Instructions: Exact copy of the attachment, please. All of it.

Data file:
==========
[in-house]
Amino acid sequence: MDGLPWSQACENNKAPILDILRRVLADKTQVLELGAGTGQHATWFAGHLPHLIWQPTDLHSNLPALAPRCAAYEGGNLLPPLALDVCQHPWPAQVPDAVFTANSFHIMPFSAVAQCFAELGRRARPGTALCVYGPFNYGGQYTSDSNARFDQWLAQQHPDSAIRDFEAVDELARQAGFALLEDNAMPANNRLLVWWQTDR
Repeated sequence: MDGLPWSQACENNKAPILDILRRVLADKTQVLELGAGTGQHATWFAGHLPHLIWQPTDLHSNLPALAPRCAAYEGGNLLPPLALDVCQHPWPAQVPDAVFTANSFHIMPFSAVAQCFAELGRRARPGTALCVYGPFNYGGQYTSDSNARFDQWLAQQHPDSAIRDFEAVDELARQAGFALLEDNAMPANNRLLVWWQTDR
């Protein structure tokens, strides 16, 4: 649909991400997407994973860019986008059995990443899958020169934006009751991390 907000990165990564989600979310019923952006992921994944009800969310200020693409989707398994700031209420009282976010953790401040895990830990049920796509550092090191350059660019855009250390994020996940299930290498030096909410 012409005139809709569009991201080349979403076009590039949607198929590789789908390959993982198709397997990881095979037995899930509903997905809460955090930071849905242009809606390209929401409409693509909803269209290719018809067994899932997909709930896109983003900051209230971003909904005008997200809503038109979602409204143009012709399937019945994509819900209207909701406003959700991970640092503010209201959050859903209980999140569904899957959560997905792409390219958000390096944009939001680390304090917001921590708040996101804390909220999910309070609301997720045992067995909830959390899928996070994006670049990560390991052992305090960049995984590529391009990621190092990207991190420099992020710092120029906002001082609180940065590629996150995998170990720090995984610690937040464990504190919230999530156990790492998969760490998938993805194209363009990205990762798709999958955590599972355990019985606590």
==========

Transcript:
[in-house]
Amino acid sequence: MDGLPWSQACENNKAPILDILRRVLADKTQVLELGAGTGQHATWFAGHLPHLIWQPTDLHSNLPALAPRCAAYEGGNLLPPLALDVCQHPWPAQVPDAVFTANSFHIMPFSAVAQCFAELGRRARPGTALCVYGPFNYGGQYTSDSNARFDQWLAQQHPDSAIRDFEAVDELARQAGFALLEDNAMPANNRLLVWWQTDR
Repeated sequence: MDGLPWSQACENNKAPILDILRRVLADKTQVLELGAGTGQHATWFAGHLPHLIWQPTDLHSNLPALAPRCAAYEGGNLLPPLALDVCQHPWPAQVPDAVFTANSFHIMPFSAVAQCFAELGRRARPGTALCVYGPFNYGGQYTSDSNARFDQWLAQQHPDSAIRDFEAVDELARQAGFALLEDNAMPANNRLLVWWQTDR
């Protein structure tokens, strides 16, 4: 649909991400997407994973860019986008059995990443899958020169934006009751991390 907000990165990564989600979310019923952006992921994944009800969310200020693409989707398994700031209420009282976010953790401040895990830990049920796509550092090191350059660019855009250390994020996940299930290498030096909410 012409005139809709569009991201080349979403076009590039949607198929590789789908390959993982198709397997990881095979037995899930509903997905809460955090930071849905242009809606390209929401409409693509909803269209290719018809067994899932997909709930896109983003900051209230971003909904005008997200809503038109979602409204143009012709399937019945994509819900209207909701406003959700991970640092503010209201959050859903209980999140569904899957959560997905792409390219958000390096944009939001680390304090917001921590708040996101804390909220999910309070609301997720045992067995909830959390899928996070994006670049990560390991052992305090960049995984590529391009990621190092990207991190420099992020710092120029906002001082609180940065590629996150995998170990720090995984610690937040464990504190919230999530156990790492998969760490998938993805194209363009990205990762798709999958955590599972355990019985606590």